The fault provides the best route to get through the sheer cliff layers, and you can look all the way down the fault line to the cottonwood-rimmed Garden Creek, location of the Indian Garden Campgrounds, and beyond towards Plateau Point.

The trail is generally wide enough for two people to pass easily, with lots of steps. 

Toroweap cliffs

The white limestone of the Kaibab and Toroweap Formations tower above the trail as you descent, punctuated by pinyon-juniper covered slopes.

Coconino sandstone towering above the second tunnel 

The 1.5 mile resthouse is situated up some steps from the trail, with dramatic rock pillars behind . Continuing straight in that direction, when the trail takes a sharp left turn, led us to the restrooms --- and a long line. 

We had passed a ranger on the way down, who told us we would really enjoy the newly renovated restroom.  Alas, it was closed for cleaning, and the cleaning was taking longer than 20 minutes. So a second line had formed behind the building to a private brushy area. 

While waiting, I had spotted an interesting view point that jutted out towards Plateau Point, which I wanted to get to.  From that view point, we could clearly see that we had descended well below the base of the Battleship.

Photo by TO.

Then the canyon drew me down further as I set my sights on the long right-handed angle going through the red Supai layers that we had seen the day before, below the long right-handed white angle in the Toroweap formation above where we had turned around on Day 1.

Apparently there are more petroglyphs at Two Mile Corner, but we did not notice them.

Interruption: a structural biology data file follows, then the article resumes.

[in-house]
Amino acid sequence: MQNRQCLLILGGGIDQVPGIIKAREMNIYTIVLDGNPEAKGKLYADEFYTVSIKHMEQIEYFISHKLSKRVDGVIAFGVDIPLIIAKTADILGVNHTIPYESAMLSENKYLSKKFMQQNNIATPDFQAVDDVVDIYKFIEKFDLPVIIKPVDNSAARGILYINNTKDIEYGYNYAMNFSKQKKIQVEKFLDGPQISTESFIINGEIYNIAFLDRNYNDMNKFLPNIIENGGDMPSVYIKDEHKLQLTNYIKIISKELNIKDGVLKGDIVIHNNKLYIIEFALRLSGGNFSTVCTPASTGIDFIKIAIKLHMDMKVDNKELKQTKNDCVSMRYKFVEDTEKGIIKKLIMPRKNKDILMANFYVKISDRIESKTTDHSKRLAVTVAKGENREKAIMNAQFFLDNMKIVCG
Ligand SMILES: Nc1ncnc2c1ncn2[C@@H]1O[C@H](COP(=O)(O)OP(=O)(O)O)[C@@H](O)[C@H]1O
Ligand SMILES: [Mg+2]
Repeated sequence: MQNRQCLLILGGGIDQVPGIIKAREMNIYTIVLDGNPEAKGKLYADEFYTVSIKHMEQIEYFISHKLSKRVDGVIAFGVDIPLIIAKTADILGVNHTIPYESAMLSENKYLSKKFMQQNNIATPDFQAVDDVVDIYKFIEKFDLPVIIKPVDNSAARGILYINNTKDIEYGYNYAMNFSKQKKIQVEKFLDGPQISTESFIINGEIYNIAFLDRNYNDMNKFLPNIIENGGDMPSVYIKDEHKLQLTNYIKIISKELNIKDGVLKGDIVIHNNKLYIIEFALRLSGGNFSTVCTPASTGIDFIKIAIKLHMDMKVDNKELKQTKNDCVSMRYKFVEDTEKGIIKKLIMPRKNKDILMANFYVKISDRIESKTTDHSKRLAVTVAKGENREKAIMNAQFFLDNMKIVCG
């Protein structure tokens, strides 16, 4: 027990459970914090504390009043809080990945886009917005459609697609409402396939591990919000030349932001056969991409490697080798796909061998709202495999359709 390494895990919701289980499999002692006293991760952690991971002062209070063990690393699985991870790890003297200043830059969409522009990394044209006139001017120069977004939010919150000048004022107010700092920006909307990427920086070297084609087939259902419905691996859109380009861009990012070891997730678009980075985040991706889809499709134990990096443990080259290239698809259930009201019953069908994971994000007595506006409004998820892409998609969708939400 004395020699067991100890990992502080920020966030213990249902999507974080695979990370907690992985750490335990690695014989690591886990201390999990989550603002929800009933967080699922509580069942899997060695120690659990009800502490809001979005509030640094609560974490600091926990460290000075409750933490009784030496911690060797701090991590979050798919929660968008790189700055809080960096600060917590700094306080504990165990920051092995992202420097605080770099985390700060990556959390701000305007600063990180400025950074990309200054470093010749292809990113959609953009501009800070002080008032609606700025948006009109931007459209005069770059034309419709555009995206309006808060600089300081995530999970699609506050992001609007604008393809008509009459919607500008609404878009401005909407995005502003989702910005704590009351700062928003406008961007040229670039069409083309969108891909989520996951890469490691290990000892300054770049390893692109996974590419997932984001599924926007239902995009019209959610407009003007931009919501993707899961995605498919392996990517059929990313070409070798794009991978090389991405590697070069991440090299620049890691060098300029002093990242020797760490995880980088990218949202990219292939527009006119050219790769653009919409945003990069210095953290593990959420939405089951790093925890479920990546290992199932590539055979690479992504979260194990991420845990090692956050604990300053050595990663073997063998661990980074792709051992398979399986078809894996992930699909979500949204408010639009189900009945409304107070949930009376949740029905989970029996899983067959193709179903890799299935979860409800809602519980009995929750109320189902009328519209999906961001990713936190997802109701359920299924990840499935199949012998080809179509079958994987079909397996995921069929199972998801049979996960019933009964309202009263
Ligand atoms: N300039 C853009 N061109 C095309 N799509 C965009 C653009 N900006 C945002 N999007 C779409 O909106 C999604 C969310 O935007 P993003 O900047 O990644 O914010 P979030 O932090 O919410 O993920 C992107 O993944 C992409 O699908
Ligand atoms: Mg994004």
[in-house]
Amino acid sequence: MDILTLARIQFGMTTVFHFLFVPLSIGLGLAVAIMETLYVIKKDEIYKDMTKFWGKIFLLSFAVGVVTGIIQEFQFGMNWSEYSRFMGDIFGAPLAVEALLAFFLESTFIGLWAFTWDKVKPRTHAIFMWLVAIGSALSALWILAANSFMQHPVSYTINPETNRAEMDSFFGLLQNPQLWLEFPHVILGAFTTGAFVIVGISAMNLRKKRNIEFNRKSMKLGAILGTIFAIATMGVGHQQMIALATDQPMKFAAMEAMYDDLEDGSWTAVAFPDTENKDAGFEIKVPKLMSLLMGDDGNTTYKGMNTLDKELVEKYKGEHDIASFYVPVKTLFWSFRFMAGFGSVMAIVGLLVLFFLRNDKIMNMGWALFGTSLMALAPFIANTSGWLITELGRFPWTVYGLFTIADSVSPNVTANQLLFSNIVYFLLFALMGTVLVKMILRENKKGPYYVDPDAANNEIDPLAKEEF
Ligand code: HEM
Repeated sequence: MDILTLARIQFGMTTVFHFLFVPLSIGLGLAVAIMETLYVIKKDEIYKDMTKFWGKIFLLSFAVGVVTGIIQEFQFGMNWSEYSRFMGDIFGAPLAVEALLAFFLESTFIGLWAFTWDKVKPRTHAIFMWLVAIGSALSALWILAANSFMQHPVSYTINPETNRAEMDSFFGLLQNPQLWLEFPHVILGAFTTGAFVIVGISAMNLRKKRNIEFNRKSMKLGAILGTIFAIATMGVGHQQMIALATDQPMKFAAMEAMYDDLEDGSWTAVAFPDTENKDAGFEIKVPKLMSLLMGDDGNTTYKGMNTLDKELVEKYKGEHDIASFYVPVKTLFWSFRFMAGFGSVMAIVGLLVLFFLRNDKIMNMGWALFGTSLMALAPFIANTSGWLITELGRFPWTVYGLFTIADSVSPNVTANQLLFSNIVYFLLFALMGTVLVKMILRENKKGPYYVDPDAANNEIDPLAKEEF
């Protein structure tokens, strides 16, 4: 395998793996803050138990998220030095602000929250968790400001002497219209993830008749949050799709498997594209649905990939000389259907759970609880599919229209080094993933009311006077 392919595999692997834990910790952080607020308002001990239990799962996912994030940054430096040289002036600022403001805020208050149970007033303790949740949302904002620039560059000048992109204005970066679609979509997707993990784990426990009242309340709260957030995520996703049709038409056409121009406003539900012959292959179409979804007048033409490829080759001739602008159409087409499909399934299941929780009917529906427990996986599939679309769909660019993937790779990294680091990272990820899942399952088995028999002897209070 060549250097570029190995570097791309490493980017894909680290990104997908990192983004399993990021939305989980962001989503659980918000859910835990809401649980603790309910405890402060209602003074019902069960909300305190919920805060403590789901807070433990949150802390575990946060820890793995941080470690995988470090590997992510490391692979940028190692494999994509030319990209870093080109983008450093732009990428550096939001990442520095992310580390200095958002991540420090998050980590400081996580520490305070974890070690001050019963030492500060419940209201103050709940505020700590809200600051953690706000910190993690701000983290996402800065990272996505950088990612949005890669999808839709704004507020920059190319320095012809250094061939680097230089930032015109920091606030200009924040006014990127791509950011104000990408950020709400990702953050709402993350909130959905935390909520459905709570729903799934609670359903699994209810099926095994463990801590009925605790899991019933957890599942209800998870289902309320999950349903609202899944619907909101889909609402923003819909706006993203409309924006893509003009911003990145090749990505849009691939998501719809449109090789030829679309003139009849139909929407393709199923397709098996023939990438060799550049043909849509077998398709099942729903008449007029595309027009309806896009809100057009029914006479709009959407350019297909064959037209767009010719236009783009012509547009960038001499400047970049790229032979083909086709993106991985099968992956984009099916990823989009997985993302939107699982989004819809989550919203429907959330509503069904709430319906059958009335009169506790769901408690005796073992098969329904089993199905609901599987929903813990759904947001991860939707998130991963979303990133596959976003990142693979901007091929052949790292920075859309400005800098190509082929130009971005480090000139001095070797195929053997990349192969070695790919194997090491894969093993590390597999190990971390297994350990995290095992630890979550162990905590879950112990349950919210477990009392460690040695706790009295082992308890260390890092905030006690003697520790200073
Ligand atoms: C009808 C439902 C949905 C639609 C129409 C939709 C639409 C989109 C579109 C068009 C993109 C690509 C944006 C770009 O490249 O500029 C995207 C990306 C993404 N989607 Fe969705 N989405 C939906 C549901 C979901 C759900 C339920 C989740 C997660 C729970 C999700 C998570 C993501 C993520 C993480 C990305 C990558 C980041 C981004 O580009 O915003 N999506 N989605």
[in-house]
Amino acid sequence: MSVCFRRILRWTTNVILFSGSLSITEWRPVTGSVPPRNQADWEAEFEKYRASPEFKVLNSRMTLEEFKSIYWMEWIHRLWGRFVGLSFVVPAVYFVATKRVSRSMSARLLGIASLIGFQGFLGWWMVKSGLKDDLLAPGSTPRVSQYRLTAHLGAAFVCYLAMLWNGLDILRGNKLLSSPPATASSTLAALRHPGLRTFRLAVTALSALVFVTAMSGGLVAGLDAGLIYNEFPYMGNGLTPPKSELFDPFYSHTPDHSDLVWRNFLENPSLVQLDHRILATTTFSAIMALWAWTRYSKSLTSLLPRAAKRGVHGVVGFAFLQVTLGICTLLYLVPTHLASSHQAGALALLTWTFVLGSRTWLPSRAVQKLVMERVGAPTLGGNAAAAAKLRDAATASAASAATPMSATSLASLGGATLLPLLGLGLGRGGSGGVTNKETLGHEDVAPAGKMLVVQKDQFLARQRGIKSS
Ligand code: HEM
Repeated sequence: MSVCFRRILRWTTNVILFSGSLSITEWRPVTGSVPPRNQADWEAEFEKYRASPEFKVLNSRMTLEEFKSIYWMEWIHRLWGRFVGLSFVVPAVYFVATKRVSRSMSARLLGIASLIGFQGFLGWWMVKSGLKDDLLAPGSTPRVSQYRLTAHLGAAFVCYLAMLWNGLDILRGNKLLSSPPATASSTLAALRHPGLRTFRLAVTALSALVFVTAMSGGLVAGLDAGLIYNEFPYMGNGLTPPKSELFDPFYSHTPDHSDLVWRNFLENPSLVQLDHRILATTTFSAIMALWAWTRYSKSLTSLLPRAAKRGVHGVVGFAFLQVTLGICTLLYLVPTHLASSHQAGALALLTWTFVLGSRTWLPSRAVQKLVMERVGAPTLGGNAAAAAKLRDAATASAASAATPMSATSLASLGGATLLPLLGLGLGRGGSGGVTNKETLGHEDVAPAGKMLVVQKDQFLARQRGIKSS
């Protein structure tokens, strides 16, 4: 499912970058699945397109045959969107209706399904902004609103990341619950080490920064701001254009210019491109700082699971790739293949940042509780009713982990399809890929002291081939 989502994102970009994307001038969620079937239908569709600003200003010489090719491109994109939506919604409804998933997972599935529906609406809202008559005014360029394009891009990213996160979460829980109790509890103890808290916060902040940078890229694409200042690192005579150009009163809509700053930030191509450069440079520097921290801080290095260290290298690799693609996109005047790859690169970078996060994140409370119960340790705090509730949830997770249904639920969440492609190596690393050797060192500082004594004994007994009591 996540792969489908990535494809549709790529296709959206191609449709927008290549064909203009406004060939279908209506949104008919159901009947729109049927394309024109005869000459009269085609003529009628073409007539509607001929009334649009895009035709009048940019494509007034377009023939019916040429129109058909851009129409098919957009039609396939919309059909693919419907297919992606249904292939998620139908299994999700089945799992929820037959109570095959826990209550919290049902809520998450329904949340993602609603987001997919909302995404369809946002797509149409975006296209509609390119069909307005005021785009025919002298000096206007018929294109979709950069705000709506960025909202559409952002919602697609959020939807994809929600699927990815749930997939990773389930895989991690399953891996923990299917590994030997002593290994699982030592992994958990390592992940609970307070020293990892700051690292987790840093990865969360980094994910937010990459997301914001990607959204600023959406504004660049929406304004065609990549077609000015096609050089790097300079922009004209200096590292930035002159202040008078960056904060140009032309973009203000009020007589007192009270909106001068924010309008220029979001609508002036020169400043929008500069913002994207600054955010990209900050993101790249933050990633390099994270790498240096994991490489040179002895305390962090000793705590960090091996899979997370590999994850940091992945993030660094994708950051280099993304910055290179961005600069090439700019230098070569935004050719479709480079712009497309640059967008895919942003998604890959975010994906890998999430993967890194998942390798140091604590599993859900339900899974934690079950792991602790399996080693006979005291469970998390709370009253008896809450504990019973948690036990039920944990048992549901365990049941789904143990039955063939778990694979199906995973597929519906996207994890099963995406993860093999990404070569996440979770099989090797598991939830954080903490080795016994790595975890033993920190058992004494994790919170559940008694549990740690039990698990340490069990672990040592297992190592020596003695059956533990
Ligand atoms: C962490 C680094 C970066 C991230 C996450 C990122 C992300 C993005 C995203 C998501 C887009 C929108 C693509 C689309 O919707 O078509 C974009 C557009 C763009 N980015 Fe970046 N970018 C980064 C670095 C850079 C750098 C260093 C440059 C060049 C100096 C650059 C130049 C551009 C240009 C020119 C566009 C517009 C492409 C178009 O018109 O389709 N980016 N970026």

At the corner targeted for my turnaround, I sat on a rock while my husband went on a little further. Of course, the canyon drew me in a little more, and I walked down to a spot where I could see him going pass red ledges. 

Photo by TO.

From here I could see a set of really steep switchbacks leading to the 3 mile resthouse perched a little ways back from an upcurving point with undoubtedly a fantastic view to the inner canyon.

The 3 Mile Resthouse roof peeks out near the sharp point curving upwards above the valley.

Whereas downhill was harder on my knee, uphill felt pretty good at first, particularly as we were walking in the shade. However, once we ascended past the tunnel in the Coconino layer, I had to take more frequent breaks. 

Going up gives a different view of the cliffs and fault. 

At the base of the Coconino sandstone layer, there is a thin strip of weathered red rock in which I thought I saw little human figurines carved in the pre-Columbian style with the large head to body ratio. Of course, like the many temples and other structures, all of these carvings are due to water, wind and fissures pried slowly apart by ice.

Although hikers going up have the right of way, as it is harder for them to see people coming from above, there are a lot of people that show no trail etiquette. I was almost knocked over one or two times.